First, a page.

As a means of control, physical violence works. It builds tremendous resentment and hate in the victim, but over time, it is an effective way of getting instant obedience. Abused women have been known to snap after years of being beaten and kill their partners. Abused children have been known to develop deviant personalities. Recently, I was having this conversation with my really wise sister in law and she said she had never been beaten by her parents, or even yelled at. And for me that’s a miracle because she’s so well turned out – sorted, organised, patient, never has a mean word to say about anyone, gentle and kind. How, then, did her parents manage to discipline her? Soon, she went on to say that her elder sister now whacks her son once in a while when he gets completely out of hand. And my sister in law and her parents are amazed that she does it. “Where is that coming from,” she said aloud, completely lost for an answer.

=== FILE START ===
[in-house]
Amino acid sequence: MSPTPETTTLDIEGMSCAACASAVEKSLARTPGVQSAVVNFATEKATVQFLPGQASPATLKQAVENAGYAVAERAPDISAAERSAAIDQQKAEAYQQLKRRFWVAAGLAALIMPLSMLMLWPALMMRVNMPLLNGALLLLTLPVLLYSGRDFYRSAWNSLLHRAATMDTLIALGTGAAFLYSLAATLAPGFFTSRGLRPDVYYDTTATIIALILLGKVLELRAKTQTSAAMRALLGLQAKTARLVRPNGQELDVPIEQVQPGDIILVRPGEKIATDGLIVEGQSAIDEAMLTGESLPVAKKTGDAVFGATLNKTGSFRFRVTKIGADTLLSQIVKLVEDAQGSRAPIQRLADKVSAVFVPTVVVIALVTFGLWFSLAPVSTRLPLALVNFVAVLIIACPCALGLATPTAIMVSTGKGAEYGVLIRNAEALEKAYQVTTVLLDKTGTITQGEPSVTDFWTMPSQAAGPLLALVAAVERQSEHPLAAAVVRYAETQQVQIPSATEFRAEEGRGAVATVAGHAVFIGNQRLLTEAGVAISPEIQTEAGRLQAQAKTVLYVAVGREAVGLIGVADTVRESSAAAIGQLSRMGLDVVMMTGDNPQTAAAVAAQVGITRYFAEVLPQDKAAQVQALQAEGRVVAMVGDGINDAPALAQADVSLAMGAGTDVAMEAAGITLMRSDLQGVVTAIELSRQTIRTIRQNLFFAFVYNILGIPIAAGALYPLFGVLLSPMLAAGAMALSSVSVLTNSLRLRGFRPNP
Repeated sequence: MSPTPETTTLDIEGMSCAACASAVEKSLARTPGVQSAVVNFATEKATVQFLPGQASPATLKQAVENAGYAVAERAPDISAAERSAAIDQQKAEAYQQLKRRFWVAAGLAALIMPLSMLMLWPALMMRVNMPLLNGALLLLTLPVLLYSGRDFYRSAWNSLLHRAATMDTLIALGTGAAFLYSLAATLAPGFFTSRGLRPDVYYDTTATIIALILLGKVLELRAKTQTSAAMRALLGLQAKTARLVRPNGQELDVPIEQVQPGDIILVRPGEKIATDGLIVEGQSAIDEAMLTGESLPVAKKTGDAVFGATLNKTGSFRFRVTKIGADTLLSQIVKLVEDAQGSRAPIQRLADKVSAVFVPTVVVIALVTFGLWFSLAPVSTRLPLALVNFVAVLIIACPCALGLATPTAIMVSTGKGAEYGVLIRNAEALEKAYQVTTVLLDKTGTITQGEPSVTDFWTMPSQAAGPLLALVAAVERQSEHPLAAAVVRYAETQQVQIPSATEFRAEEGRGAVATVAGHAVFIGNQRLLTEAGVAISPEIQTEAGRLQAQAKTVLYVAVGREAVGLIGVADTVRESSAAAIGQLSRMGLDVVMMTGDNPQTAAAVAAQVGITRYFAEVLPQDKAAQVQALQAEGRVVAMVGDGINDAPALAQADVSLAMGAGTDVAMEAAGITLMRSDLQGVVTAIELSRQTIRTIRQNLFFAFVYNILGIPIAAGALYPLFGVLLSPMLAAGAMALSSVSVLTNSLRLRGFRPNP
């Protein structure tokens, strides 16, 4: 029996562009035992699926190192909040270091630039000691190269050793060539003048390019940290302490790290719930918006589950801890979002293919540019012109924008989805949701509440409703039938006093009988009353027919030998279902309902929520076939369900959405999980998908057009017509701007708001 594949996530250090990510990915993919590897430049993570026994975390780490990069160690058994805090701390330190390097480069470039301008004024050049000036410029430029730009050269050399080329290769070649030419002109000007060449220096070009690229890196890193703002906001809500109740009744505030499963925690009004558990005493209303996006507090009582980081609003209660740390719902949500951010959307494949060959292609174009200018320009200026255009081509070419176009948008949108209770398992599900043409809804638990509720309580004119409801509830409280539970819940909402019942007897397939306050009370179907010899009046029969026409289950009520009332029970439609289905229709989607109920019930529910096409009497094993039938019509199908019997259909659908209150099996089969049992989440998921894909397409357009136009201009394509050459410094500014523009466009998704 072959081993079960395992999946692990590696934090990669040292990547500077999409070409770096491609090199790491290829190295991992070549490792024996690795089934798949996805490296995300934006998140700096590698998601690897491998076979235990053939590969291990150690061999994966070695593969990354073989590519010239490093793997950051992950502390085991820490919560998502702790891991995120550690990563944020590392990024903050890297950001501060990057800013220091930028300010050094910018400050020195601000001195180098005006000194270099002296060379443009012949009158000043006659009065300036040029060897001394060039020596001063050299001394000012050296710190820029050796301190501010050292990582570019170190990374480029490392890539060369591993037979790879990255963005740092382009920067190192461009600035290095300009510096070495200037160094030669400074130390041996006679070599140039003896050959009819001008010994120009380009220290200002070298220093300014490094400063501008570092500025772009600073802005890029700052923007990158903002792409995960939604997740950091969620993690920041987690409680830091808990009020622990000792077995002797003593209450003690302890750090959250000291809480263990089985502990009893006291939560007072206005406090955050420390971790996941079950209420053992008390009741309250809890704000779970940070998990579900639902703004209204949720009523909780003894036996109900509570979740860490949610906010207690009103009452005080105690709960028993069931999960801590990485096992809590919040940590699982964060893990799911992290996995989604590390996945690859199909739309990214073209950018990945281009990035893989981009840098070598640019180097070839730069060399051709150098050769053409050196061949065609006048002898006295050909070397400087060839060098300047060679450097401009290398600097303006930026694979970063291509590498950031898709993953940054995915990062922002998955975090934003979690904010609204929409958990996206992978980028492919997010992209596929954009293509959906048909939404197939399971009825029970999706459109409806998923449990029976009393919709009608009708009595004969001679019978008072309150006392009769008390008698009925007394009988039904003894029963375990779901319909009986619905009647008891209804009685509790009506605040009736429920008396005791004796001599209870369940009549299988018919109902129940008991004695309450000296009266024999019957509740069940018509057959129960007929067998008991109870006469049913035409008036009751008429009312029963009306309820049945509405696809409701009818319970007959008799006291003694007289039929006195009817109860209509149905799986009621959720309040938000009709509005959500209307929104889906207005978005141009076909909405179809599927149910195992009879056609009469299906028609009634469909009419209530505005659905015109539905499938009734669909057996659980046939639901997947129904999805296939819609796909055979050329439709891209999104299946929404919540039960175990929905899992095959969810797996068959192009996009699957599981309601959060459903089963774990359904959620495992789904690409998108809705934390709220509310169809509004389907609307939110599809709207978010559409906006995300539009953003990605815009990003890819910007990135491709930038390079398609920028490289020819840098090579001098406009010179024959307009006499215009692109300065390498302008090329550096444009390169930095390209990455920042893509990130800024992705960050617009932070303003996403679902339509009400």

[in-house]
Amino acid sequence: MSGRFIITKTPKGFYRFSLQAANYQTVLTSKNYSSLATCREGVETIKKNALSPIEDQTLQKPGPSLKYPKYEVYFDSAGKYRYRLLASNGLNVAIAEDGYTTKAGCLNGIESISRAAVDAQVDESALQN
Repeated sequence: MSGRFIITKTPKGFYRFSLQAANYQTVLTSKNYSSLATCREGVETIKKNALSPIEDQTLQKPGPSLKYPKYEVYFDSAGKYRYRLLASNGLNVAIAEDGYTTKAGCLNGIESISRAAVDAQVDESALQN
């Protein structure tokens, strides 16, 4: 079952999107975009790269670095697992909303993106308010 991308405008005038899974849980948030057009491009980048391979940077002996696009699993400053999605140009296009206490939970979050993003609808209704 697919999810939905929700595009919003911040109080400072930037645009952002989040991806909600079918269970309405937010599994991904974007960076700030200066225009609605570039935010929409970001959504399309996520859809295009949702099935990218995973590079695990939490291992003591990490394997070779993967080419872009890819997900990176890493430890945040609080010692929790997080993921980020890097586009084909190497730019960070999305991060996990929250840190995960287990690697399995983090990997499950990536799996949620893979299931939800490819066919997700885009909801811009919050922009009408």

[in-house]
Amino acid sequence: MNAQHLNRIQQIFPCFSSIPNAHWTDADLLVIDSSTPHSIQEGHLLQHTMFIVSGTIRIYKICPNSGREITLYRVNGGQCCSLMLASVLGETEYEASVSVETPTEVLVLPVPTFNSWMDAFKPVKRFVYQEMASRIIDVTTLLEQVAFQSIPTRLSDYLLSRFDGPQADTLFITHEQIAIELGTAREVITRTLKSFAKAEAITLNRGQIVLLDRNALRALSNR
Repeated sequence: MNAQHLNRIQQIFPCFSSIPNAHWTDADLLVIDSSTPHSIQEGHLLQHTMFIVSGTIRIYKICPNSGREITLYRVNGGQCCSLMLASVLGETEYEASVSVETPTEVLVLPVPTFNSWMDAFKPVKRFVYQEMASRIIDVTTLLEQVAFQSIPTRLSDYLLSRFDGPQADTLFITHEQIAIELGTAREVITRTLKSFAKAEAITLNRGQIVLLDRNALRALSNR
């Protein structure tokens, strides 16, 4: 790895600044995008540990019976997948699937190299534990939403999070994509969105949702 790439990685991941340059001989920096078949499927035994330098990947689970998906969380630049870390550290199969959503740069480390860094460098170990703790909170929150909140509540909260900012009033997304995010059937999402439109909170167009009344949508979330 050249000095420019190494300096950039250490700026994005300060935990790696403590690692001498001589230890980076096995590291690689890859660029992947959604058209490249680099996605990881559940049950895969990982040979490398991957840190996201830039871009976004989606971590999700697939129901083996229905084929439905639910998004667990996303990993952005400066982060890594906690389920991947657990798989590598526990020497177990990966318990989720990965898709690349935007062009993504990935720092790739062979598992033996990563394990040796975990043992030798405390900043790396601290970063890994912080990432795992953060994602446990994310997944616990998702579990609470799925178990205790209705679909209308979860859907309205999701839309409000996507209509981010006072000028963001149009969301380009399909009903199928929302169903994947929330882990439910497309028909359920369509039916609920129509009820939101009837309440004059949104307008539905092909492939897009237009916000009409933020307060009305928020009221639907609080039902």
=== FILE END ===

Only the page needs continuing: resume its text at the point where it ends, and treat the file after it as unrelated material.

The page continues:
Indeed, where does this natural violence come from? And how does one undo the damage it has caused?

An eye for an eye. Then let’s go shopping for glasses together.

Every time someone has said women are their own worst enemy, I’ve shaken my head in vehement disagreement. Every time someone’s said (usually a woman) that men are “lessy bitchy, more honest and less complicated” I’ve found arguments to counter each of those adjectives. I’ve quoted mother-daughter relationships; I’ve flaunted the example of my aunt who raised two stunningly-behaved boys with the express intention of making comfortable the lives of the women these boys would eventually choose to be with. My biggest example has been the shining picture of all those brave, hurt naked women protesting against the army in Manipur after the rape-torture-murder of Thangjam Manorama. What exemplifies better the fact that we are all sisters than mostly middle-aged, probably not very educated, women shedding clothes and any vanity to create a voice for the wrong done to one of theirs?